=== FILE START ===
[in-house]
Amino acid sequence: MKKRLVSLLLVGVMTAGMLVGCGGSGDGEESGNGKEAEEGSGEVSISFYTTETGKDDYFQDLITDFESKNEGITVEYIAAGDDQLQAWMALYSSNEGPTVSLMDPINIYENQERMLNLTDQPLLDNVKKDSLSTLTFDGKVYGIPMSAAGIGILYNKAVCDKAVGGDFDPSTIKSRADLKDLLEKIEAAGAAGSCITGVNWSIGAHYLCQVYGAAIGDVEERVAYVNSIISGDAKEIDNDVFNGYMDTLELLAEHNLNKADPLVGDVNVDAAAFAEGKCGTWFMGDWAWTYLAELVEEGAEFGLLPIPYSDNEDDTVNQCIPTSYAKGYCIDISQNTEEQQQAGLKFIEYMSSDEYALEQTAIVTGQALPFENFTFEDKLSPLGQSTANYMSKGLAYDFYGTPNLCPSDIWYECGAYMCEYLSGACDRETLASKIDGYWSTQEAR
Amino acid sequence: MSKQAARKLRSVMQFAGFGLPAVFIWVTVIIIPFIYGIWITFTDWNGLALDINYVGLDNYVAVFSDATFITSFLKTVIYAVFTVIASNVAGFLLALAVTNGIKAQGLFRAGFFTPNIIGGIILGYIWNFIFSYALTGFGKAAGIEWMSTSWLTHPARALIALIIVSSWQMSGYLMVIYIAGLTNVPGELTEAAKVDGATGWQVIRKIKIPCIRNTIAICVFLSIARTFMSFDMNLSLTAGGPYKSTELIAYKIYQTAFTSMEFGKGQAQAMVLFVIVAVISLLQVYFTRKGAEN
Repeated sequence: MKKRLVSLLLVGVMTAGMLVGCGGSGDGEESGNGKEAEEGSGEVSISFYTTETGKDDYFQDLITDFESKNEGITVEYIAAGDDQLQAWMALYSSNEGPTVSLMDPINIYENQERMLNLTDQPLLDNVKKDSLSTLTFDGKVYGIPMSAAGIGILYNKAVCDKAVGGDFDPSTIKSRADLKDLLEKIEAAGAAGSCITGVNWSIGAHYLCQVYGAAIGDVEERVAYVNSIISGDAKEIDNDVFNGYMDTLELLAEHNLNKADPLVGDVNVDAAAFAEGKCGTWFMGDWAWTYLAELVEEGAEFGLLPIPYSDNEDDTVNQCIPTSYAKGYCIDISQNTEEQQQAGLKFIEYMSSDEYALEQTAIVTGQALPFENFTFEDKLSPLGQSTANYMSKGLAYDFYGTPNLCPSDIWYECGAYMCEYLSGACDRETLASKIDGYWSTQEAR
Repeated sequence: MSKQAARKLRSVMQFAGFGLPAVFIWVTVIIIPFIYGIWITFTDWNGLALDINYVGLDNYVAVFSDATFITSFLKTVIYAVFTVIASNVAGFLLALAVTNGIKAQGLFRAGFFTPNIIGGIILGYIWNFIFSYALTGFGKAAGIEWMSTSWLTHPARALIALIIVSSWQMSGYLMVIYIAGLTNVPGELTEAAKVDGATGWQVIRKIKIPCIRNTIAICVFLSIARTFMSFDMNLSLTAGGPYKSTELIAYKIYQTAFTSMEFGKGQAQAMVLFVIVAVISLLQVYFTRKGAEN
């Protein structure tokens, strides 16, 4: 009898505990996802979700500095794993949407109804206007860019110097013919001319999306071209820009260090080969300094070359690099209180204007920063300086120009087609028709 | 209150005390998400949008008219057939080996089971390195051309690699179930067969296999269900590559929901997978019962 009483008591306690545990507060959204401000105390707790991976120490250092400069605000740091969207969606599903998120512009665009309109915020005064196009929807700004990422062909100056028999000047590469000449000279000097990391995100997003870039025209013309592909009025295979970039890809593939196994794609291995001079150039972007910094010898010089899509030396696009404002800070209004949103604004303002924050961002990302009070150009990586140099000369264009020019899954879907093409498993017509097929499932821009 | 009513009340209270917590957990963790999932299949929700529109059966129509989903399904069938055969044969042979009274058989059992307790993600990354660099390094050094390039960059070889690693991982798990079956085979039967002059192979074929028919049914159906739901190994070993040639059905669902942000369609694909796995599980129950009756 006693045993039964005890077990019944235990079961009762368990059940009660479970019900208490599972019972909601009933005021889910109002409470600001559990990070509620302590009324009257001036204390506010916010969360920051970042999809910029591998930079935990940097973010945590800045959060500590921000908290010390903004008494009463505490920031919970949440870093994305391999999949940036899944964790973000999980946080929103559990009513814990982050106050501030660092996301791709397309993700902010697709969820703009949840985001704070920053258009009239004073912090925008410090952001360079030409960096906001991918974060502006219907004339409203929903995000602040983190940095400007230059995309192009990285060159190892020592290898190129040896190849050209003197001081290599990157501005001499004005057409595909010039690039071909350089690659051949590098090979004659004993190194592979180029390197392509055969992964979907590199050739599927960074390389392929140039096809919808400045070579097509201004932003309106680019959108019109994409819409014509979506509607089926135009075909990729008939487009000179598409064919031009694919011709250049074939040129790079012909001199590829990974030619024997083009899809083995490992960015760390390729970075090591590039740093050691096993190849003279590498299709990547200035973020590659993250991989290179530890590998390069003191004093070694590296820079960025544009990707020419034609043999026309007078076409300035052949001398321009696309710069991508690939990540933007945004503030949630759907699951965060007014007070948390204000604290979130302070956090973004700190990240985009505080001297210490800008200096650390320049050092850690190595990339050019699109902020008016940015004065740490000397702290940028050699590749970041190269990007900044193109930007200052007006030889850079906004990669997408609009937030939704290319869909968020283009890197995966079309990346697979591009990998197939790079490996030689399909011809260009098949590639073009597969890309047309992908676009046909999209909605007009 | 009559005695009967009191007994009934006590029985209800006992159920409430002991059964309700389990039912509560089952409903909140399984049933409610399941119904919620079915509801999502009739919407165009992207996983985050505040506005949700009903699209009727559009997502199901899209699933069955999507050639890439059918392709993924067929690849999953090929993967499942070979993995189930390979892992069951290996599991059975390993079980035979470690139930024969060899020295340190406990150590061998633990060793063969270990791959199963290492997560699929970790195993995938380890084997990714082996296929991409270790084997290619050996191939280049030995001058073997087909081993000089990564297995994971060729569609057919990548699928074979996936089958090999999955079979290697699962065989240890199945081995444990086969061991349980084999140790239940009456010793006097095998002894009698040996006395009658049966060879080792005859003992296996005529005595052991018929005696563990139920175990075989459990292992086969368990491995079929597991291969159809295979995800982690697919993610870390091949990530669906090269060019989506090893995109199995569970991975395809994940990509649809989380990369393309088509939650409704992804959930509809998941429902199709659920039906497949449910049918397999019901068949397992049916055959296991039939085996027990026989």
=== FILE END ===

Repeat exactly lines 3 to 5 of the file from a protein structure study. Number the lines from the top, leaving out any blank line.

Amino acid sequence: MSKQAARKLRSVMQFAGFGLPAVFIWVTVIIIPFIYGIWITFTDWNGLALDINYVGLDNYVAVFSDATFITSFLKTVIYAVFTVIASNVAGFLLALAVTNGIKAQGLFRAGFFTPNIIGGIILGYIWNFIFSYALTGFGKAAGIEWMSTSWLTHPARALIALIIVSSWQMSGYLMVIYIAGLTNVPGELTEAAKVDGATGWQVIRKIKIPCIRNTIAICVFLSIARTFMSFDMNLSLTAGGPYKSTELIAYKIYQTAFTSMEFGKGQAQAMVLFVIVAVISLLQVYFTRKGAEN
Repeated sequence: MKKRLVSLLLVGVMTAGMLVGCGGSGDGEESGNGKEAEEGSGEVSISFYTTETGKDDYFQDLITDFESKNEGITVEYIAAGDDQLQAWMALYSSNEGPTVSLMDPINIYENQERMLNLTDQPLLDNVKKDSLSTLTFDGKVYGIPMSAAGIGILYNKAVCDKAVGGDFDPSTIKSRADLKDLLEKIEAAGAAGSCITGVNWSIGAHYLCQVYGAAIGDVEERVAYVNSIISGDAKEIDNDVFNGYMDTLELLAEHNLNKADPLVGDVNVDAAAFAEGKCGTWFMGDWAWTYLAELVEEGAEFGLLPIPYSDNEDDTVNQCIPTSYAKGYCIDISQNTEEQQQAGLKFIEYMSSDEYALEQTAIVTGQALPFENFTFEDKLSPLGQSTANYMSKGLAYDFYGTPNLCPSDIWYECGAYMCEYLSGACDRETLASKIDGYWSTQEAR
Repeated sequence: MSKQAARKLRSVMQFAGFGLPAVFIWVTVIIIPFIYGIWITFTDWNGLALDINYVGLDNYVAVFSDATFITSFLKTVIYAVFTVIASNVAGFLLALAVTNGIKAQGLFRAGFFTPNIIGGIILGYIWNFIFSYALTGFGKAAGIEWMSTSWLTHPARALIALIIVSSWQMSGYLMVIYIAGLTNVPGELTEAAKVDGATGWQVIRKIKIPCIRNTIAICVFLSIARTFMSFDMNLSLTAGGPYKSTELIAYKIYQTAFTSMEFGKGQAQAMVLFVIVAVISLLQVYFTRKGAEN